Fruitful Co-operation: India-Japanese Coast Guard

Fruitful Co-operation: India-Japanese Coast Guard

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It was in the year 1999 when the Indian Coast guard received intelligence that a hijacked Japanese ship, the MV Alondra Rainbow was masquerading as MV Mega Rama, in the Arabian Sea. The Coast Guard men stormed the ship and captured the pirates in it, and restored the vessel to the Japanese owners. This act was significant as it created maritime history of such a rescue by a national coast guard. This also brought the Japanese Coast Guard closer to their Indian counterparts, resulting in a series of joint-programs of strategy and information sharing, which included joint-sea exercises over the years.

In  2012, it was the turn of the Japan Coast Guard to bring their ship, Settsu to conduct the joint sea exercise in the Indian waters, the eleventh, this time, between the two nations.  The morning of January 29 saw the Japan Coast Guard’s chief, Admiral Hisayasu Suzuki on board the Indian Coast Guard ship Vishwast, to watch the exercise in the high seas off Chennai, where an armada of eleven Indian Coast Guard ships, three helicopters and three planes, participated along with the Settsu  and a Japan Coast Guard helicopter. Hosting the Admiral was Indian Coast Guard chief, Vice Admiral MP Muralidharan and Chennai-based Eastern Region Commander, SP Sharma, in the presence of officials of the Singapore Information Sharing Centre of Regional Co-operation Agreement to combat piracy and armed robbery at sea in Asia.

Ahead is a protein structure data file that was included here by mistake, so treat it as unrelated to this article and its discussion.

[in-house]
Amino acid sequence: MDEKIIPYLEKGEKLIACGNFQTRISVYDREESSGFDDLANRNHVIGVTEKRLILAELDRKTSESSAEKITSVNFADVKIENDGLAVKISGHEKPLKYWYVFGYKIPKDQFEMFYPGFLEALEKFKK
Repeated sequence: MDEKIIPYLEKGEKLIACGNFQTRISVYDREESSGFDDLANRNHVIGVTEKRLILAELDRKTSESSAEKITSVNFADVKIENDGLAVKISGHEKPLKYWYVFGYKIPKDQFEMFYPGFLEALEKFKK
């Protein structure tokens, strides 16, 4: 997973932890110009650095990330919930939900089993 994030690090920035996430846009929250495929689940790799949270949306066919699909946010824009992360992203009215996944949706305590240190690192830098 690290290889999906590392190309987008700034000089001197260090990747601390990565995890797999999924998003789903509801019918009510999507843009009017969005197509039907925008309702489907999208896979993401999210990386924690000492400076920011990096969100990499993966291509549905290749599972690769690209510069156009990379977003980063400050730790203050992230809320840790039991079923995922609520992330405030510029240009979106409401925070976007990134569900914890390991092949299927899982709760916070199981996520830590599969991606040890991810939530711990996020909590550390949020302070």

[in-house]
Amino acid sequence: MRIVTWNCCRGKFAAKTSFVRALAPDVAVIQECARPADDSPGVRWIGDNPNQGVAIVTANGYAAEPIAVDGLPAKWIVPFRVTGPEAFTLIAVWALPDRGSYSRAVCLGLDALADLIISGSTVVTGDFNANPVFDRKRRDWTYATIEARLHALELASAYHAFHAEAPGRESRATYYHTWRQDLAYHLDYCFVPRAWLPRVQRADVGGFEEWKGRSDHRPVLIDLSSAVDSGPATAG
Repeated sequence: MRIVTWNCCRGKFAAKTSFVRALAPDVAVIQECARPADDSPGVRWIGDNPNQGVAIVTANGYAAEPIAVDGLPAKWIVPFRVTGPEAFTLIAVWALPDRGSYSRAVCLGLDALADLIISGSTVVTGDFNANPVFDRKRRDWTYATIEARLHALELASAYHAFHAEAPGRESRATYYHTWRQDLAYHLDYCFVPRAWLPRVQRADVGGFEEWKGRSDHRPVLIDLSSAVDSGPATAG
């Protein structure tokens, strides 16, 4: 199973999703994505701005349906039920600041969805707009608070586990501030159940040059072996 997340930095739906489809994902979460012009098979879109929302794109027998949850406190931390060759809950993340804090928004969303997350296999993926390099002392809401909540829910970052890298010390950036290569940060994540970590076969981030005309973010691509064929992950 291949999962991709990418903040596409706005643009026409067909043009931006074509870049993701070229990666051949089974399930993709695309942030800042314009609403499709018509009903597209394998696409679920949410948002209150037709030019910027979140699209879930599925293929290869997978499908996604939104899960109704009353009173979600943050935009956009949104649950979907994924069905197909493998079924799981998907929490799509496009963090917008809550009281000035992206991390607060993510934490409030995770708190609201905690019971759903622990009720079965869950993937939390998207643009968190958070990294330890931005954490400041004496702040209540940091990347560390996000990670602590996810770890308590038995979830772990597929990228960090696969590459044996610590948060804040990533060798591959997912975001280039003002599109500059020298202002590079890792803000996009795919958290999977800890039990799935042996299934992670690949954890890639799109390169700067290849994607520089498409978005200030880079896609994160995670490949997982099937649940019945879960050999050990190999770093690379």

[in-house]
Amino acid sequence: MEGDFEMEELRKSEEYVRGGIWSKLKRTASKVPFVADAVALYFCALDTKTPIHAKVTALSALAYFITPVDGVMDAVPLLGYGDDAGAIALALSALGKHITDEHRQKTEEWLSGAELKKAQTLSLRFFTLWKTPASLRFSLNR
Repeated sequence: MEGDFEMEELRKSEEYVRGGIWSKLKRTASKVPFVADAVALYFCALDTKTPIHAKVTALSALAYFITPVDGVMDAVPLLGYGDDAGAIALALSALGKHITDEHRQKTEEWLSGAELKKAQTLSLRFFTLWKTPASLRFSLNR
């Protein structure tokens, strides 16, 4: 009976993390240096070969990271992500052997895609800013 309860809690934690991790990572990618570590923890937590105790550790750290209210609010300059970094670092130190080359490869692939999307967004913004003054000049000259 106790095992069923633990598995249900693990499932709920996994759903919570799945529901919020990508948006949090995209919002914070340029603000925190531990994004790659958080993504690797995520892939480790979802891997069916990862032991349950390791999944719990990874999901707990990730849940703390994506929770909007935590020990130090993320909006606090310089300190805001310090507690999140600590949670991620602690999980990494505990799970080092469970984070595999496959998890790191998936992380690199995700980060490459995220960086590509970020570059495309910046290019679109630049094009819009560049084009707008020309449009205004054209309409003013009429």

This combined operation demonstrated the rescue of a merchant vessel from pirates, fire-fighting operations, as also postal transfer of mail to ships at sea. The operations, dramatically performed, renewed the ties in regional co-operation and showcased the infrastructure of the Indian forces to protect the nation’s territorial waters, while also helping distressed ships of other nations.

With the world’s ships being menaced by a new generation of Somali pirates, this joint-exercise sends out a stern warning to sea bandits who have ambitions of exercising their influence in Asian waters.

 

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